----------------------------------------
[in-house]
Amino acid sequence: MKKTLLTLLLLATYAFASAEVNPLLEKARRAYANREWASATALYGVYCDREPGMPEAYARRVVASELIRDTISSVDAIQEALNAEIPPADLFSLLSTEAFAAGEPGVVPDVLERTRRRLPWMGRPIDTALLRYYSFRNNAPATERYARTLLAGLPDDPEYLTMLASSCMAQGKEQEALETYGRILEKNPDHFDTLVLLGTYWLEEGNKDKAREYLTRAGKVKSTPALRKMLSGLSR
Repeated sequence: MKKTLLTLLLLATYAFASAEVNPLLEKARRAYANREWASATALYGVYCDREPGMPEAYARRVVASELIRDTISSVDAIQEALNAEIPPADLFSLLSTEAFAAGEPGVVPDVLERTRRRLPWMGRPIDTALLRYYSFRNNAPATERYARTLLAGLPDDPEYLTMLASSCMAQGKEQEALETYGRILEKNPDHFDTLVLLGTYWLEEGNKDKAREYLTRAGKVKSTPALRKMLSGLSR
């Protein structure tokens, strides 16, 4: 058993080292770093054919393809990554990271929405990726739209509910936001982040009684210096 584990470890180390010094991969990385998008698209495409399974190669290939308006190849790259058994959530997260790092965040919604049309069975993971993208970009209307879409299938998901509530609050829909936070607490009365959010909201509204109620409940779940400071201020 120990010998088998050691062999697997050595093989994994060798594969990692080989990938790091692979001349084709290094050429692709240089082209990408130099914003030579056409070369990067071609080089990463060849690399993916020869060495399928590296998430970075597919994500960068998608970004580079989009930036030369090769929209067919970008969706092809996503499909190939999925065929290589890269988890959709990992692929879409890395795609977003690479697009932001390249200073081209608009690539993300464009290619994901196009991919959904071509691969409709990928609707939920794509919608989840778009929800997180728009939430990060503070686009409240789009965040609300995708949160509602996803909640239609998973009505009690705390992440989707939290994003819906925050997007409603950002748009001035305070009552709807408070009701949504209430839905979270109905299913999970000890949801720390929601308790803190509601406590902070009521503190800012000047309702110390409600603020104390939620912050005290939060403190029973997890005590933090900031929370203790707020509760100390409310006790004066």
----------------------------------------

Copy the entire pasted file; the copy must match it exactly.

[in-house]
Amino acid sequence: MKKTLLTLLLLATYAFASAEVNPLLEKARRAYANREWASATALYGVYCDREPGMPEAYARRVVASELIRDTISSVDAIQEALNAEIPPADLFSLLSTEAFAAGEPGVVPDVLERTRRRLPWMGRPIDTALLRYYSFRNNAPATERYARTLLAGLPDDPEYLTMLASSCMAQGKEQEALETYGRILEKNPDHFDTLVLLGTYWLEEGNKDKAREYLTRAGKVKSTPALRKMLSGLSR
Repeated sequence: MKKTLLTLLLLATYAFASAEVNPLLEKARRAYANREWASATALYGVYCDREPGMPEAYARRVVASELIRDTISSVDAIQEALNAEIPPADLFSLLSTEAFAAGEPGVVPDVLERTRRRLPWMGRPIDTALLRYYSFRNNAPATERYARTLLAGLPDDPEYLTMLASSCMAQGKEQEALETYGRILEKNPDHFDTLVLLGTYWLEEGNKDKAREYLTRAGKVKSTPALRKMLSGLSR
């Protein structure tokens, strides 16, 4: 058993080292770093054919393809990554990271929405990726739209509910936001982040009684210096 584990470890180390010094991969990385998008698209495409399974190669290939308006190849790259058994959530997260790092965040919604049309069975993971993208970009209307879409299938998901509530609050829909936070607490009365959010909201509204109620409940779940400071201020 120990010998088998050691062999697997050595093989994994060798594969990692080989990938790091692979001349084709290094050429692709240089082209990408130099914003030579056409070369990067071609080089990463060849690399993916020869060495399928590296998430970075597919994500960068998608970004580079989009930036030369090769929209067919970008969706092809996503499909190939999925065929290589890269988890959709990992692929879409890395795609977003690479697009932001390249200073081209608009690539993300464009290619994901196009991919959904071509691969409709990928609707939920794509919608989840778009929800997180728009939430990060503070686009409240789009965040609300995708949160509602996803909640239609998973009505009690705390992440989707939290994003819906925050997007409603950002748009001035305070009552709807408070009701949504209430839905979270109905299913999970000890949801720390929601308790803190509601406590902070009521503190800012000047309702110390409600603020104390939620912050005290939060403190029973997890005590933090900031929370203790707020509760100390409310006790004066």